10 Climate Change Impacts of Antarctic Ozone Recovery

Monday, 13 January 2020
Hall B (Boston Convention and Exhibition Center)
Brian Zambri, MIT, Cambridge, MA; and S. Solomon

Observed and modeled patterns of Southern Hemisphere (SH) stratospheric temperature, winds and geopotential height in the late 20th century (1979–1998) and beyond (1999–2018) are compared. Pre-2000 observed Antarctic ozone decreases lead to stratospheric cooling and a strengthening of the stratospheric westerly winds and an increased tendency toward the positive phase of the Southern Annular Mode; this trend is followed by opposite-signed (i.e., “mirrored”) patterns due to ozone increases and warming post-2000. An interactive chemistry-climate model forced by changes in anthropogenic ozone depleting substances produces broadly similar mirrored features. Overall, the results support findings of the healing of the Antarctic ozone hole, as well as previous projections of the impacts of ozone recovery. We investigate the roles of dynamics, chemistry, and radiation, and their interplay in order to fully understand the causes of observed stratospheric circulation changes that accompany the recent temperature and ozone changes. Implications for trends in SH surface climate, as well as the interplay between ozone and greenhouse gas forcings are also investigated.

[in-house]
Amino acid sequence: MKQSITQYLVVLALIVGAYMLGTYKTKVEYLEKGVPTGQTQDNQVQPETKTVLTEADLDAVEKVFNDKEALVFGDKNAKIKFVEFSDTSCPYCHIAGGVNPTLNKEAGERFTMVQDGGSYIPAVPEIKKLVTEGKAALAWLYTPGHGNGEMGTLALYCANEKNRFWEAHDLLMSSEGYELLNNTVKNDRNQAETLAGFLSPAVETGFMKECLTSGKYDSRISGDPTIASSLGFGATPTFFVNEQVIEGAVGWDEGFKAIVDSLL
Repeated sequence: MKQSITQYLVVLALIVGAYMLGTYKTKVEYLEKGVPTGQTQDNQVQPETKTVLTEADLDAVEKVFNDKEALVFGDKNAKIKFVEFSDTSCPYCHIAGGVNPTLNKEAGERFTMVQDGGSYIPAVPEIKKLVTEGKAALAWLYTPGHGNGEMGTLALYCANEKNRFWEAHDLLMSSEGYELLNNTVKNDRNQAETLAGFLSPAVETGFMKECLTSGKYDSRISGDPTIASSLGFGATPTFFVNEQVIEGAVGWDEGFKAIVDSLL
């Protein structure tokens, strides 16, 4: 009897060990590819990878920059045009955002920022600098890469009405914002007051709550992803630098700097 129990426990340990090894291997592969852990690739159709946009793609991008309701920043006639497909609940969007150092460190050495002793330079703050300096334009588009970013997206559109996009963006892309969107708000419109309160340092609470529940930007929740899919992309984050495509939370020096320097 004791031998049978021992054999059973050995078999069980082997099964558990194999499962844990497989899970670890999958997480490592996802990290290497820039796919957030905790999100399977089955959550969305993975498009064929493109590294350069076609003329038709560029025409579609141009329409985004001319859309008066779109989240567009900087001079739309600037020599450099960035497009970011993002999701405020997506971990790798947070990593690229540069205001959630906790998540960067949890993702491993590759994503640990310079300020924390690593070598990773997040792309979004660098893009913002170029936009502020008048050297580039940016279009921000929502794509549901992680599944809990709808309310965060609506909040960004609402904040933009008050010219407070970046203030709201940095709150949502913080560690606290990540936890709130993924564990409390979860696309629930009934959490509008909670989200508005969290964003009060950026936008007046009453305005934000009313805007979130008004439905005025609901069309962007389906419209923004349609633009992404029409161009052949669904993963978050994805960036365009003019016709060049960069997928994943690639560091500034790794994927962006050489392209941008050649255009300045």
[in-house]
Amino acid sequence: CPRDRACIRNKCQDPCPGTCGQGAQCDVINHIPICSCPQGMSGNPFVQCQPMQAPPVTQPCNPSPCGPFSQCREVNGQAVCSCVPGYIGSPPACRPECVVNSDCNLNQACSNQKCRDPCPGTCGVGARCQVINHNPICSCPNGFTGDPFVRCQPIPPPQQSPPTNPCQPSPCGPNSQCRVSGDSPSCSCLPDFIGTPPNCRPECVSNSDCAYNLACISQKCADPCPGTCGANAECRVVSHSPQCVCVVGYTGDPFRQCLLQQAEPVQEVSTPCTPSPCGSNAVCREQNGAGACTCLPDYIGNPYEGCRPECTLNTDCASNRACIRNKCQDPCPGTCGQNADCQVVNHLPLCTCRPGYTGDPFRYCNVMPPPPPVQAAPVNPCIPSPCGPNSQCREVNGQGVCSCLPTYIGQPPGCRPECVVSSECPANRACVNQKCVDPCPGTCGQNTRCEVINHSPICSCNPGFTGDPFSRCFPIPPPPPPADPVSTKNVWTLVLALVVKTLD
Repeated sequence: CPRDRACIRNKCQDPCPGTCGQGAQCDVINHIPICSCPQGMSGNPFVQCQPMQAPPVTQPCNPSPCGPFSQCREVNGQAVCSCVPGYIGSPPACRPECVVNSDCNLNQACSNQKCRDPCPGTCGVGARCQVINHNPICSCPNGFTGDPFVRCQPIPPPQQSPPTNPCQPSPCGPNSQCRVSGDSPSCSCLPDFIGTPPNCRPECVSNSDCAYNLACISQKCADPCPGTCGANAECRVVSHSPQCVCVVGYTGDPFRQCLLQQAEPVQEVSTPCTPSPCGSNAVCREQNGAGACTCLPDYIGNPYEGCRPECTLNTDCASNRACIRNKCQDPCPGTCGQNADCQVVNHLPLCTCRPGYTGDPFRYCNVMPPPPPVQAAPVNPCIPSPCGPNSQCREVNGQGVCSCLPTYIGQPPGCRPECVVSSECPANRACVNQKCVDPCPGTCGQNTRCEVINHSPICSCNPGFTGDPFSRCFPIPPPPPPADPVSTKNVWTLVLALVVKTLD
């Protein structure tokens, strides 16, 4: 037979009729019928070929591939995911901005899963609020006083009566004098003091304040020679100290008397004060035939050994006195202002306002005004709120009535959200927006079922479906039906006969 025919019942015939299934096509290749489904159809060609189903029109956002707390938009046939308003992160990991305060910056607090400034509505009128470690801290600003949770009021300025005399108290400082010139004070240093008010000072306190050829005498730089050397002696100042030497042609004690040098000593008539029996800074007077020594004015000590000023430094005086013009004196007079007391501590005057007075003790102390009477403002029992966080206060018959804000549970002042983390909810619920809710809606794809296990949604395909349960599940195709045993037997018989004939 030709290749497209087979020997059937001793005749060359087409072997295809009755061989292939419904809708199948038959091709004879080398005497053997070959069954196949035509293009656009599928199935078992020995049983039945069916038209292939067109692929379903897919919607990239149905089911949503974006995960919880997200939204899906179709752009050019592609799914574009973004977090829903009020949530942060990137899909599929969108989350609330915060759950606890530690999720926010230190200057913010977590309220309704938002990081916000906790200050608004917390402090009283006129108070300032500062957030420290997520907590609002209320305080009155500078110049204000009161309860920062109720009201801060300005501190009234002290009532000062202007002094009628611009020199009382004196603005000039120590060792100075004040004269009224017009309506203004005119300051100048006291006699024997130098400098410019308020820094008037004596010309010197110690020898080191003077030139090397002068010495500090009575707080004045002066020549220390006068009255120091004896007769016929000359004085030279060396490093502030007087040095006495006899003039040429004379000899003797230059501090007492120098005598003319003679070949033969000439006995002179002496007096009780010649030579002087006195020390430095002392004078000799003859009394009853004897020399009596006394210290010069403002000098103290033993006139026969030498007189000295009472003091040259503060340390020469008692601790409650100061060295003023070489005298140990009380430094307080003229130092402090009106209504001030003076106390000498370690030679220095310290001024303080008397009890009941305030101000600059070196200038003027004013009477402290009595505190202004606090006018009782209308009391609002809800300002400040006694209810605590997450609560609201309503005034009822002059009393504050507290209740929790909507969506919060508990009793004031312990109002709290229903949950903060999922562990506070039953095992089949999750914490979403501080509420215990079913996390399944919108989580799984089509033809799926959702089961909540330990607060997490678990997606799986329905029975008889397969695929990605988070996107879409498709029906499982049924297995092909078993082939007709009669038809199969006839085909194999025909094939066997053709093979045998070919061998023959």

- Indicates paper has been withdrawn from meeting
- Indicates an Award Winner